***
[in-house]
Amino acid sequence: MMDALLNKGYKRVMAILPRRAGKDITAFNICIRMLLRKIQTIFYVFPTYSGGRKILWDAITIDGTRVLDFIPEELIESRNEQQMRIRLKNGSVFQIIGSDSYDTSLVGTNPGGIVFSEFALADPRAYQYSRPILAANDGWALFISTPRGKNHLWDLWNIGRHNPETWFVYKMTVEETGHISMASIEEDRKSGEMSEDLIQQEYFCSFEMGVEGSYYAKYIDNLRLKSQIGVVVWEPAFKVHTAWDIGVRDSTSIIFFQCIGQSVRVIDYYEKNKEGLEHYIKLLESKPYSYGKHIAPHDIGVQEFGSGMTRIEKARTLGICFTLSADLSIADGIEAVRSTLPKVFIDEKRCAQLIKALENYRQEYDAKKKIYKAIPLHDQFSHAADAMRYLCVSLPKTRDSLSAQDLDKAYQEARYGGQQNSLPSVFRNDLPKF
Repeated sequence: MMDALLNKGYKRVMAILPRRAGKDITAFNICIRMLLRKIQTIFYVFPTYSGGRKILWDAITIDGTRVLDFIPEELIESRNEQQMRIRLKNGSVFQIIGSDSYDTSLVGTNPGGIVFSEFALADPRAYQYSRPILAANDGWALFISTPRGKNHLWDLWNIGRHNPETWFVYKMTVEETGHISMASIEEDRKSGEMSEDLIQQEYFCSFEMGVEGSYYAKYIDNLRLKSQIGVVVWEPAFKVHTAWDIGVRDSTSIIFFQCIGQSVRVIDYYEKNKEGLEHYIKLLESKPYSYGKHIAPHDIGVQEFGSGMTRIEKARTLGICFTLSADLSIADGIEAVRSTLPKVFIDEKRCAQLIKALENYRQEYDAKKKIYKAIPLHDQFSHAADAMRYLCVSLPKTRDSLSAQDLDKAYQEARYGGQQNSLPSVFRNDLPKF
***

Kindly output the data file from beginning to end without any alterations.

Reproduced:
[in-house]
Amino acid sequence: MMDALLNKGYKRVMAILPRRAGKDITAFNICIRMLLRKIQTIFYVFPTYSGGRKILWDAITIDGTRVLDFIPEELIESRNEQQMRIRLKNGSVFQIIGSDSYDTSLVGTNPGGIVFSEFALADPRAYQYSRPILAANDGWALFISTPRGKNHLWDLWNIGRHNPETWFVYKMTVEETGHISMASIEEDRKSGEMSEDLIQQEYFCSFEMGVEGSYYAKYIDNLRLKSQIGVVVWEPAFKVHTAWDIGVRDSTSIIFFQCIGQSVRVIDYYEKNKEGLEHYIKLLESKPYSYGKHIAPHDIGVQEFGSGMTRIEKARTLGICFTLSADLSIADGIEAVRSTLPKVFIDEKRCAQLIKALENYRQEYDAKKKIYKAIPLHDQFSHAADAMRYLCVSLPKTRDSLSAQDLDKAYQEARYGGQQNSLPSVFRNDLPKF
Repeated sequence: MMDALLNKGYKRVMAILPRRAGKDITAFNICIRMLLRKIQTIFYVFPTYSGGRKILWDAITIDGTRVLDFIPEELIESRNEQQMRIRLKNGSVFQIIGSDSYDTSLVGTNPGGIVFSEFALADPRAYQYSRPILAANDGWALFISTPRGKNHLWDLWNIGRHNPETWFVYKMTVEETGHISMASIEEDRKSGEMSEDLIQQEYFCSFEMGVEGSYYAKYIDNLRLKSQIGVVVWEPAFKVHTAWDIGVRDSTSIIFFQCIGQSVRVIDYYEKNKEGLEHYIKLLESKPYSYGKHIAPHDIGVQEFGSGMTRIEKARTLGICFTLSADLSIADGIEAVRSTLPKVFIDEKRCAQLIKALENYRQEYDAKKKIYKAIPLHDQFSHAADAMRYLCVSLPKTRDSLSAQDLDKAYQEARYGGQQNSLPSVFRNDLPKF